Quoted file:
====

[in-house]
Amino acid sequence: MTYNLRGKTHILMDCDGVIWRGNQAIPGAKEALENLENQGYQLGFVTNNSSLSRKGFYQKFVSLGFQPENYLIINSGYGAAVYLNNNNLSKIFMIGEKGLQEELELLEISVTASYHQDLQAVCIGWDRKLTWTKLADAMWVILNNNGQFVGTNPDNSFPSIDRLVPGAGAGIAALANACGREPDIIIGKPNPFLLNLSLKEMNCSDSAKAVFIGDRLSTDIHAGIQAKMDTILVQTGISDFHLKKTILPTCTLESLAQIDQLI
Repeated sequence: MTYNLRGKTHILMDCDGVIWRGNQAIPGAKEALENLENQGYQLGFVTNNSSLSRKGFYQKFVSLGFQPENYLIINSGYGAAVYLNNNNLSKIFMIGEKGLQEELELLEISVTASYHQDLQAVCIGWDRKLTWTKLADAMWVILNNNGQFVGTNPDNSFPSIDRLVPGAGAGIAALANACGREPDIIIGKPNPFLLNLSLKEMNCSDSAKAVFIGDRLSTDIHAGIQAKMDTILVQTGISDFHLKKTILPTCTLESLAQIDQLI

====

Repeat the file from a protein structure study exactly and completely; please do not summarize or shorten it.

[in-house]
Amino acid sequence: MTYNLRGKTHILMDCDGVIWRGNQAIPGAKEALENLENQGYQLGFVTNNSSLSRKGFYQKFVSLGFQPENYLIINSGYGAAVYLNNNNLSKIFMIGEKGLQEELELLEISVTASYHQDLQAVCIGWDRKLTWTKLADAMWVILNNNGQFVGTNPDNSFPSIDRLVPGAGAGIAALANACGREPDIIIGKPNPFLLNLSLKEMNCSDSAKAVFIGDRLSTDIHAGIQAKMDTILVQTGISDFHLKKTILPTCTLESLAQIDQLI
Repeated sequence: MTYNLRGKTHILMDCDGVIWRGNQAIPGAKEALENLENQGYQLGFVTNNSSLSRKGFYQKFVSLGFQPENYLIINSGYGAAVYLNNNNLSKIFMIGEKGLQEELELLEISVTASYHQDLQAVCIGWDRKLTWTKLADAMWVILNNNGQFVGTNPDNSFPSIDRLVPGAGAGIAALANACGREPDIIIGKPNPFLLNLSLKEMNCSDSAKAVFIGDRLSTDIHAGIQAKMDTILVQTGISDFHLKKTILPTCTLESLAQIDQLI